Lithuania has the largest amount of seats available for sale internationally outside of Latvia in airBaltic’s network and Vilnius (IATA - VNO) is the second biggest international route, again as measured by seat supply.

airBaltic international capacity share (% of seats) by country 14-Sep-2015 to 20-Sep-2015 

 

airBaltic top 10 countries by seats: 14-Sep-2015 to to 20-Sep-2015

It is for these reasons, together with the arrival of Western European low cost airlines into Lithuania, that Lithuanian scheduled carriers failed to establish themselves.

While airBaltic is a major player at Vilnius Airport for example, it is dwarfed by the capacity made available by Wizz Air and Ryanair, which collectively have almost 50% of seats.

Vilnius International Airport capacity share (% of seats): 14-Sep-2015 to 20-Sep-2015 

That degree of participation by LCCs is unlikely to diminish while so much of the traffic comprises budget-minded VFR passengers, including those that have settled abroad.

The two most notable failures have been those of flyLAL (again as stylised), and, only this year, Air Lituanica.

flyLAL – wrong fleet, wrong model, but with a spin-off charter airline that has worked

FlyLAL (otherwise known as Lithuanian Airlines or just ‘LAL’) came into existence under another (Lithuanian) name as a state-owned national flag carrier in Sep-1991, shortly after independence was gained. It operated out of a main base at Vilnius both domestically and internationally. It had something of a chequered history, inheriting Soviet era aircraft from the Aeroflot fleet based at Vilnius. Shifting operations westwards and privatising (in 2005) it came into tough competition, especially with SAS and Lufthansa, then a price war with airBaltic.

Despite managing to increase passenger volume even as the global economic crisis grew it ran up debts of EUR25 million in 2008. It offered 51% of its equity to the government for a nominal sum but the offer was rejected. A preliminary agreement with the company Swiss Capital Holdings for the sale of 100% of the shares then fell through when a life-saving advance was not made and a further attempt to secure a government bailout met a similar fate.

FlyLAL ceased operations on 17-Jan-2009, with CAPA noting ‘unfair market conditions, record high oil prices, low winter travel demand and the wrong fleet’ contributing to its downfall. Towards the end flyLAL had sued both airBaltic and Riga Airport for ‘unfair competition.’ As in the case of the failed Malev (2012) and Budapest Airport in Hungary, traffic at Vilnius Airport was badly affected, declining by over 40% in the aftermath. 

The airline’s CEO, Vytautas Kaikaris, stated at the time that, “Being the citizens of the Republic of Luthuania we are sure that only (a) national carrier can secure the interests of the state itself. Therefore flyLAL - Lithuanian Airlines is open for further proposals, which can secure further direct flights from Vilnius to various destinations.”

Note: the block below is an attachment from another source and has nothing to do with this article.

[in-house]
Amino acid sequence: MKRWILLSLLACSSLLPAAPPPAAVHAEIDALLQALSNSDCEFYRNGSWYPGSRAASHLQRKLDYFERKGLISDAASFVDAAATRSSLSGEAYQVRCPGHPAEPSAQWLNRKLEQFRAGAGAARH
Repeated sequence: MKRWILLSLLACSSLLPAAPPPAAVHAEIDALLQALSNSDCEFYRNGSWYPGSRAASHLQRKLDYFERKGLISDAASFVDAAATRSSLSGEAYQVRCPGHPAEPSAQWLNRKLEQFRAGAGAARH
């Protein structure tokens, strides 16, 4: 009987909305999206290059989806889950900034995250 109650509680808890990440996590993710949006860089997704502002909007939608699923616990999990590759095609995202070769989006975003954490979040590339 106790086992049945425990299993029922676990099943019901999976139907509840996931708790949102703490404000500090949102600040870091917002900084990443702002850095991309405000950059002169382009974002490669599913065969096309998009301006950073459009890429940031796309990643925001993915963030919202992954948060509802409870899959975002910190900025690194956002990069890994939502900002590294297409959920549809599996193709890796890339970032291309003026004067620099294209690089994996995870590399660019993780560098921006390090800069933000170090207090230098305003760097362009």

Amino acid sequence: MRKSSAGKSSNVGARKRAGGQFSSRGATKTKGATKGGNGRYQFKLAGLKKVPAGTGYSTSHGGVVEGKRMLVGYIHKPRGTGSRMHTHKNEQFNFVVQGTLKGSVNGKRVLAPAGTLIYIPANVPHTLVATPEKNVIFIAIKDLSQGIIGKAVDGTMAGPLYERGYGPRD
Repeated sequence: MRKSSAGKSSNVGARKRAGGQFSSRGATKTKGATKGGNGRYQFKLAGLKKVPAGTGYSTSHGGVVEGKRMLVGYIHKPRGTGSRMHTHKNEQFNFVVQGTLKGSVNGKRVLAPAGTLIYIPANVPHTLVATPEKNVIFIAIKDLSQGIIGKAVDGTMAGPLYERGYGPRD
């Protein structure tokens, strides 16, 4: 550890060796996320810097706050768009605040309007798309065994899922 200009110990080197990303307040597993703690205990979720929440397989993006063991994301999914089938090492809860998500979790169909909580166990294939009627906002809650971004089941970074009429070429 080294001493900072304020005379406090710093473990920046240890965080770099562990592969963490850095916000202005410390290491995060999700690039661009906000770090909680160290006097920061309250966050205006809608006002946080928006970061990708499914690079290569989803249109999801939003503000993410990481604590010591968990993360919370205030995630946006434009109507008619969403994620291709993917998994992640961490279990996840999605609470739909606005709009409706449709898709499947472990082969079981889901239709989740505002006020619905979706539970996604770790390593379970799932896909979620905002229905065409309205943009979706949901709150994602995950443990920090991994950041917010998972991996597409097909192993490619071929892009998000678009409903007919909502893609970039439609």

As it happens though, the scheduled route was not the one that was taken. Even as flyLAL closed down its sister airline, flyLAL Charters, continued to operate under a separate licence, subsequently being rebranded in Jul-2010 as Small Planet Airlines, under the stewardship of Mr Kaikaris.

Following on from FlyLAL was JSC (Joint Stock Company) "Star1 Airlines," an LCC founded in 2009. Owned by the Star Team Group, which was also an owner of the tour operator Star1 Holidays, it operated both scheduled and charter flights from its base at Vilnius but again fell foul of financial difficulties and suspended operations on 01-Oct-2010.

Air Lituanica – a municipally owned airline

The third start-up that was unable to sustain scheduled operations was Air Lituanica. Registered in May-2012, more than three years after LAL’s demise, and established a year later to match the Lithuanian presidency of the EU (2H2013), it was owned by Air Vilnius Group then subsequently Šiaurės miestelis, a subsidiary of the Vilnius municipality. It was effectively an airline owned for and on behalf of the city of Vilnius though the intention was to attract private capital as well. 

Air Lituanica had an early arrangement with Estonian Air for distribution but it fell apart amidst rancorous allegations of missed payments by both parties as the airline built up its network from the initial Brussels and Amsterdam to include cities in Germany, the Czech Republic and the UK. The operation of an Embraer E170 which was flown by Estonian on behalf of Air Lituanica was terminated.

More significant was the fact that the airline’s liabilities began far to exceed its assets. It ceased operations on 22-May-2015, subsequently filing for bankruptcy on 08-Jun-2015, just two years after starting business.

Negotiations for a sale quickly fell through. Lithuania’s President, Dalia Grybauskaitė, blamed its failure on being a municipal company, which always needed subsidies to survive and which was never going to generate a profit. She went on to describe it as a ‘reckless’ scheme, one in keeping with others initiated by a former Mayor of Vilnius.

Lithuania’s President vows never again to support a flag carrier

She also went on to say that the Government had no intention of supporting a flag carrier again. The country had made two attempts (not counting Star1 Airlines) and that was enough. No model has been proposed that would avoid losses, let alone make a profit, and the Lithuanian people should not have further losses imposed on them.

At the same time the Transport Minister spoke of a potential investment into airBaltic. Most of the senior executives in the aviation business in Lithuania seem to support this view.